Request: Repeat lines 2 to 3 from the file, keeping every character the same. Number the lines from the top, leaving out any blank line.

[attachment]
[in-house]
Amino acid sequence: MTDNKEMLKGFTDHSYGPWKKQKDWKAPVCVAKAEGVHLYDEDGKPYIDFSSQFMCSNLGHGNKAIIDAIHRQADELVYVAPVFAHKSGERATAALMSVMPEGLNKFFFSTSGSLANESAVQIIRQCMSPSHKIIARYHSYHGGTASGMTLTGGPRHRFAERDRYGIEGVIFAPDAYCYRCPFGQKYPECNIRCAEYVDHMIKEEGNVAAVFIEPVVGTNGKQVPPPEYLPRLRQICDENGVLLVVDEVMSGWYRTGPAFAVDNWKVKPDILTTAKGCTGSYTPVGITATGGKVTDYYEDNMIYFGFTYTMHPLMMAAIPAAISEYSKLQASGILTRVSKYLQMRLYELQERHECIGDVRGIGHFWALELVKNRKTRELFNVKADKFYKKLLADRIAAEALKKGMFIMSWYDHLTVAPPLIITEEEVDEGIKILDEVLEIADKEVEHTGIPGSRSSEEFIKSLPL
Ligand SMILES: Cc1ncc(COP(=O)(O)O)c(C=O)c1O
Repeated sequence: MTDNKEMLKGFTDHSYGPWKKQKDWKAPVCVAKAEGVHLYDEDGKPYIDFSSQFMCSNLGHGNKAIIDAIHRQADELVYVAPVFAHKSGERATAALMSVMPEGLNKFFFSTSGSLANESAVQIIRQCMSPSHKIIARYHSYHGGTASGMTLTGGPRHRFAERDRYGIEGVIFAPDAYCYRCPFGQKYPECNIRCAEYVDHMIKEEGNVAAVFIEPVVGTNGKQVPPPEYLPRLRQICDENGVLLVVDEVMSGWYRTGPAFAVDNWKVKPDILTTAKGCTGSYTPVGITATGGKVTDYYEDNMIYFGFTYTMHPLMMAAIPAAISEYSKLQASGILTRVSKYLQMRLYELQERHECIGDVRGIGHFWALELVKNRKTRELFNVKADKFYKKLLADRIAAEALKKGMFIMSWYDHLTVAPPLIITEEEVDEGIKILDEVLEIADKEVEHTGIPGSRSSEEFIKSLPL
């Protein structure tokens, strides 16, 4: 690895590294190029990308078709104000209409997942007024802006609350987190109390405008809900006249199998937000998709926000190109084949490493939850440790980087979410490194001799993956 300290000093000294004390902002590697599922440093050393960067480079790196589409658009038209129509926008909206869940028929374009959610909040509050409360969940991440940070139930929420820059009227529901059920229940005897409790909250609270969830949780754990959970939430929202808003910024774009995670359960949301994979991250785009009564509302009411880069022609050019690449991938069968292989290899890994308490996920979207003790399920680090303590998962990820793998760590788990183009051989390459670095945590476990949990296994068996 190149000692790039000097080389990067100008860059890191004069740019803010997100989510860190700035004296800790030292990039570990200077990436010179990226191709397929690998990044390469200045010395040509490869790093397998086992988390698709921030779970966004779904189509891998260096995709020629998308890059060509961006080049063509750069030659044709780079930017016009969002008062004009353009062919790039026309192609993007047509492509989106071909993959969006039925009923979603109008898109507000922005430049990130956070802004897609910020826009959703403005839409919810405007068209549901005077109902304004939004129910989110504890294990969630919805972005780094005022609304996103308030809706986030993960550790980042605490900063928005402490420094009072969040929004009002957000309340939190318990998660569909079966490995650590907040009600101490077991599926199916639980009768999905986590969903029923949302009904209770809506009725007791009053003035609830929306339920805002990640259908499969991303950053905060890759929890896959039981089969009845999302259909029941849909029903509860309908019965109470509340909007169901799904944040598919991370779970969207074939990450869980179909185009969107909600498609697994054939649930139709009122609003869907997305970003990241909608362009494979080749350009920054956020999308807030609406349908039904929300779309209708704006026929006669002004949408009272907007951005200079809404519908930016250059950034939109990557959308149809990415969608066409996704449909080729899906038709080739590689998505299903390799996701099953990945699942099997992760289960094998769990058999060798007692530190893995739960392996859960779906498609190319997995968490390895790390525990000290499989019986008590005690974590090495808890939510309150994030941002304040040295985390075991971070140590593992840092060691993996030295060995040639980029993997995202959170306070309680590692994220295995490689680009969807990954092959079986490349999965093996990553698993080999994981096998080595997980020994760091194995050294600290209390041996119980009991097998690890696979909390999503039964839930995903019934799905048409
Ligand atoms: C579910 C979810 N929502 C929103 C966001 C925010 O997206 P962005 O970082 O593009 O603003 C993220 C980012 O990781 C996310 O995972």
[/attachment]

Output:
Amino acid sequence: MTDNKEMLKGFTDHSYGPWKKQKDWKAPVCVAKAEGVHLYDEDGKPYIDFSSQFMCSNLGHGNKAIIDAIHRQADELVYVAPVFAHKSGERATAALMSVMPEGLNKFFFSTSGSLANESAVQIIRQCMSPSHKIIARYHSYHGGTASGMTLTGGPRHRFAERDRYGIEGVIFAPDAYCYRCPFGQKYPECNIRCAEYVDHMIKEEGNVAAVFIEPVVGTNGKQVPPPEYLPRLRQICDENGVLLVVDEVMSGWYRTGPAFAVDNWKVKPDILTTAKGCTGSYTPVGITATGGKVTDYYEDNMIYFGFTYTMHPLMMAAIPAAISEYSKLQASGILTRVSKYLQMRLYELQERHECIGDVRGIGHFWALELVKNRKTRELFNVKADKFYKKLLADRIAAEALKKGMFIMSWYDHLTVAPPLIITEEEVDEGIKILDEVLEIADKEVEHTGIPGSRSSEEFIKSLPL
Ligand SMILES: Cc1ncc(COP(=O)(O)O)c(C=O)c1O